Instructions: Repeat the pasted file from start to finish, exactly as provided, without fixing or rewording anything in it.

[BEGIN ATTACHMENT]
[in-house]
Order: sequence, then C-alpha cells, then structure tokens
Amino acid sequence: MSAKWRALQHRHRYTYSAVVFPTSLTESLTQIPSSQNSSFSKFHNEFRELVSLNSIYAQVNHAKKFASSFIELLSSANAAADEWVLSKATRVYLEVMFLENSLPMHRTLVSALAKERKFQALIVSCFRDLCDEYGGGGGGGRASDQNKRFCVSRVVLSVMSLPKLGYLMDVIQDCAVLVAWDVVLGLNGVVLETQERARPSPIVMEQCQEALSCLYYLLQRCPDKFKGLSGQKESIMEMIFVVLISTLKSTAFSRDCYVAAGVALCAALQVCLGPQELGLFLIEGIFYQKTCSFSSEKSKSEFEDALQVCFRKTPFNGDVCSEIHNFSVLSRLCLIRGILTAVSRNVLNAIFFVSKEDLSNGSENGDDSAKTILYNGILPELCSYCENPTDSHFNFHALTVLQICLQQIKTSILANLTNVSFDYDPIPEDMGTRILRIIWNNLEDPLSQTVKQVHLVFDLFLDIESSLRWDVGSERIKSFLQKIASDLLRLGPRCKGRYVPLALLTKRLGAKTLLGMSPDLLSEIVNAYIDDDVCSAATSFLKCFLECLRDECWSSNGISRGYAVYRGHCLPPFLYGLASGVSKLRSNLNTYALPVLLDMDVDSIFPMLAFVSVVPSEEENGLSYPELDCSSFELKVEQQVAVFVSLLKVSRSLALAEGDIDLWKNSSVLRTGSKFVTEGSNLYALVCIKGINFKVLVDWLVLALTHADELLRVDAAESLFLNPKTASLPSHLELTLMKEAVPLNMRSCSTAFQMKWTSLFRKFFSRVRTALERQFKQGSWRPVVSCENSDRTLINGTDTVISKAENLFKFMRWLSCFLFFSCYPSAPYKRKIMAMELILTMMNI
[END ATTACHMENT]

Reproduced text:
[in-house]
Order: sequence, then C-alpha cells, then structure tokens
Amino acid sequence: MSAKWRALQHRHRYTYSAVVFPTSLTESLTQIPSSQNSSFSKFHNEFRELVSLNSIYAQVNHAKKFASSFIELLSSANAAADEWVLSKATRVYLEVMFLENSLPMHRTLVSALAKERKFQALIVSCFRDLCDEYGGGGGGGRASDQNKRFCVSRVVLSVMSLPKLGYLMDVIQDCAVLVAWDVVLGLNGVVLETQERARPSPIVMEQCQEALSCLYYLLQRCPDKFKGLSGQKESIMEMIFVVLISTLKSTAFSRDCYVAAGVALCAALQVCLGPQELGLFLIEGIFYQKTCSFSSEKSKSEFEDALQVCFRKTPFNGDVCSEIHNFSVLSRLCLIRGILTAVSRNVLNAIFFVSKEDLSNGSENGDDSAKTILYNGILPELCSYCENPTDSHFNFHALTVLQICLQQIKTSILANLTNVSFDYDPIPEDMGTRILRIIWNNLEDPLSQTVKQVHLVFDLFLDIESSLRWDVGSERIKSFLQKIASDLLRLGPRCKGRYVPLALLTKRLGAKTLLGMSPDLLSEIVNAYIDDDVCSAATSFLKCFLECLRDECWSSNGISRGYAVYRGHCLPPFLYGLASGVSKLRSNLNTYALPVLLDMDVDSIFPMLAFVSVVPSEEENGLSYPELDCSSFELKVEQQVAVFVSLLKVSRSLALAEGDIDLWKNSSVLRTGSKFVTEGSNLYALVCIKGINFKVLVDWLVLALTHADELLRVDAAESLFLNPKTASLPSHLELTLMKEAVPLNMRSCSTAFQMKWTSLFRKFFSRVRTALERQFKQGSWRPVVSCENSDRTLINGTDTVISKAENLFKFMRWLSCFLFFSCYPSAPYKRKIMAMELILTMMNI